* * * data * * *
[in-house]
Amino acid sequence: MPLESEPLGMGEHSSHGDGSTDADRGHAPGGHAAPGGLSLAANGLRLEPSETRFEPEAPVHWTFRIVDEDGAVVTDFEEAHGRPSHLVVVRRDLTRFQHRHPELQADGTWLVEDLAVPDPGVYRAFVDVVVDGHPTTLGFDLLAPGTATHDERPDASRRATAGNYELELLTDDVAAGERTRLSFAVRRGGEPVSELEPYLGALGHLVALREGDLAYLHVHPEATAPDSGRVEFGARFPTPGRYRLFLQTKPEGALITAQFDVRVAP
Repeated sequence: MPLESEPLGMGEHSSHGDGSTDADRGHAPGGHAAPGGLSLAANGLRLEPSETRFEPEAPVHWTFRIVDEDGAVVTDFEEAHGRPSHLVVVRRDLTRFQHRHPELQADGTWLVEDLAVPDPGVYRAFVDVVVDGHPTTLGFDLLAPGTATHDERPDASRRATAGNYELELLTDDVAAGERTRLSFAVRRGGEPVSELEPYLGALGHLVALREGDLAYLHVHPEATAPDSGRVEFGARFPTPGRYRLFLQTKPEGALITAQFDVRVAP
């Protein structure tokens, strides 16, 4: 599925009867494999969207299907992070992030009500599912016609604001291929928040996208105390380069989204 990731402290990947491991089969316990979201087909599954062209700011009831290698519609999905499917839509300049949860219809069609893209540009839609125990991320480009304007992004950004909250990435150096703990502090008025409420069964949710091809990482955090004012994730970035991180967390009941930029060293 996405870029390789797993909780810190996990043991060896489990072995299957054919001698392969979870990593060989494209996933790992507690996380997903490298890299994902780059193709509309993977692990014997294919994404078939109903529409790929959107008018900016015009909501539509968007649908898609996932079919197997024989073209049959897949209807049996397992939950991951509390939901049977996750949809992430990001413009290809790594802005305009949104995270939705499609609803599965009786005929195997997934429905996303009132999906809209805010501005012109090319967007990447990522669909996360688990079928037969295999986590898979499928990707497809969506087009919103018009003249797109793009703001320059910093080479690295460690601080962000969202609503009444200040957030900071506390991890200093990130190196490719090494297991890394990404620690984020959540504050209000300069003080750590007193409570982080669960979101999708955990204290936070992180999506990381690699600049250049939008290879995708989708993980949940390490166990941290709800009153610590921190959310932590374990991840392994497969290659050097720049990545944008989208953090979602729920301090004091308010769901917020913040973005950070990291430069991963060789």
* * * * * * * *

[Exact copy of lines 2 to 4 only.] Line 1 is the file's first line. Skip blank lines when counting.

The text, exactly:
Amino acid sequence: MPLESEPLGMGEHSSHGDGSTDADRGHAPGGHAAPGGLSLAANGLRLEPSETRFEPEAPVHWTFRIVDEDGAVVTDFEEAHGRPSHLVVVRRDLTRFQHRHPELQADGTWLVEDLAVPDPGVYRAFVDVVVDGHPTTLGFDLLAPGTATHDERPDASRRATAGNYELELLTDDVAAGERTRLSFAVRRGGEPVSELEPYLGALGHLVALREGDLAYLHVHPEATAPDSGRVEFGARFPTPGRYRLFLQTKPEGALITAQFDVRVAP
Repeated sequence: MPLESEPLGMGEHSSHGDGSTDADRGHAPGGHAAPGGLSLAANGLRLEPSETRFEPEAPVHWTFRIVDEDGAVVTDFEEAHGRPSHLVVVRRDLTRFQHRHPELQADGTWLVEDLAVPDPGVYRAFVDVVVDGHPTTLGFDLLAPGTATHDERPDASRRATAGNYELELLTDDVAAGERTRLSFAVRRGGEPVSELEPYLGALGHLVALREGDLAYLHVHPEATAPDSGRVEFGARFPTPGRYRLFLQTKPEGALITAQFDVRVAP
């Protein structure tokens, strides 16, 4: 599925009867494999969207299907992070992030009500599912016609604001291929928040996208105390380069989204 990731402290990947491991089969316990979201087909599954062209700011009831290698519609999905499917839509300049949860219809069609893209540009839609125990991320480009304007992004950004909250990435150096703990502090008025409420069964949710091809990482955090004012994730970035991180967390009941930029060293 996405870029390789797993909780810190996990043991060896489990072995299957054919001698392969979870990593060989494209996933790992507690996380997903490298890299994902780059193709509309993977692990014997294919994404078939109903529409790929959107008018900016015009909501539509968007649908898609996932079919197997024989073209049959897949209807049996397992939950991951509390939901049977996750949809992430990001413009290809790594802005305009949104995270939705499609609803599965009786005929195997997934429905996303009132999906809209805010501005012109090319967007990447990522669909996360688990079928037969295999986590898979499928990707497809969506087009919103018009003249797109793009703001320059910093080479690295460690601080962000969202609503009444200040957030900071506390991890200093990130190196490719090494297991890394990404620690984020959540504050209000300069003080750590007193409570982080669960979101999708955990204290936070992180999506990381690699600049250049939008290879995708989708993980949940390490166990941290709800009153610590921190959310932590374990991840392994497969290659050097720049990545944008989208953090979602729920301090004091308010769901917020913040973005950070990291430069991963060789």